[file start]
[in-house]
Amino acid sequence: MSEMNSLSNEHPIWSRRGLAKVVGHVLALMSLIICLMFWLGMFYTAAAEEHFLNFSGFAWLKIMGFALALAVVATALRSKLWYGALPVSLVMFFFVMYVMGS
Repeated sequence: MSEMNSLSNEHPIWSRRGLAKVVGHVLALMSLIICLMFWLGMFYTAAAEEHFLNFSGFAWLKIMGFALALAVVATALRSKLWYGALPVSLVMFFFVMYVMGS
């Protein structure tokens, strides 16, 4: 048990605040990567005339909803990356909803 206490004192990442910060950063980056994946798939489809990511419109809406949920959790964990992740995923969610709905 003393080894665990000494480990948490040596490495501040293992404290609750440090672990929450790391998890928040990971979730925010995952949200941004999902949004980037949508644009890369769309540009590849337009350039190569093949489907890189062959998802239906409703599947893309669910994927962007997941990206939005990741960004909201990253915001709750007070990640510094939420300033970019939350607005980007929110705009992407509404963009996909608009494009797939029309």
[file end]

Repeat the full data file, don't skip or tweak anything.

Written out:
[in-house]
Amino acid sequence: MSEMNSLSNEHPIWSRRGLAKVVGHVLALMSLIICLMFWLGMFYTAAAEEHFLNFSGFAWLKIMGFALALAVVATALRSKLWYGALPVSLVMFFFVMYVMGS
Repeated sequence: MSEMNSLSNEHPIWSRRGLAKVVGHVLALMSLIICLMFWLGMFYTAAAEEHFLNFSGFAWLKIMGFALALAVVATALRSKLWYGALPVSLVMFFFVMYVMGS
């Protein structure tokens, strides 16, 4: 048990605040990567005339909803990356909803 206490004192990442910060950063980056994946798939489809990511419109809406949920959790964990992740995923969610709905 003393080894665990000494480990948490040596490495501040293992404290609750440090672990929450790391998890928040990971979730925010995952949200941004999902949004980037949508644009890369769309540009590849337009350039190569093949489907890189062959998802239906409703599947893309669910994927962007997941990206939005990741960004909201990253915001709750007070990640510094939420300033970019939350607005980007929110705009992407509404963009996909608009494009797939029309």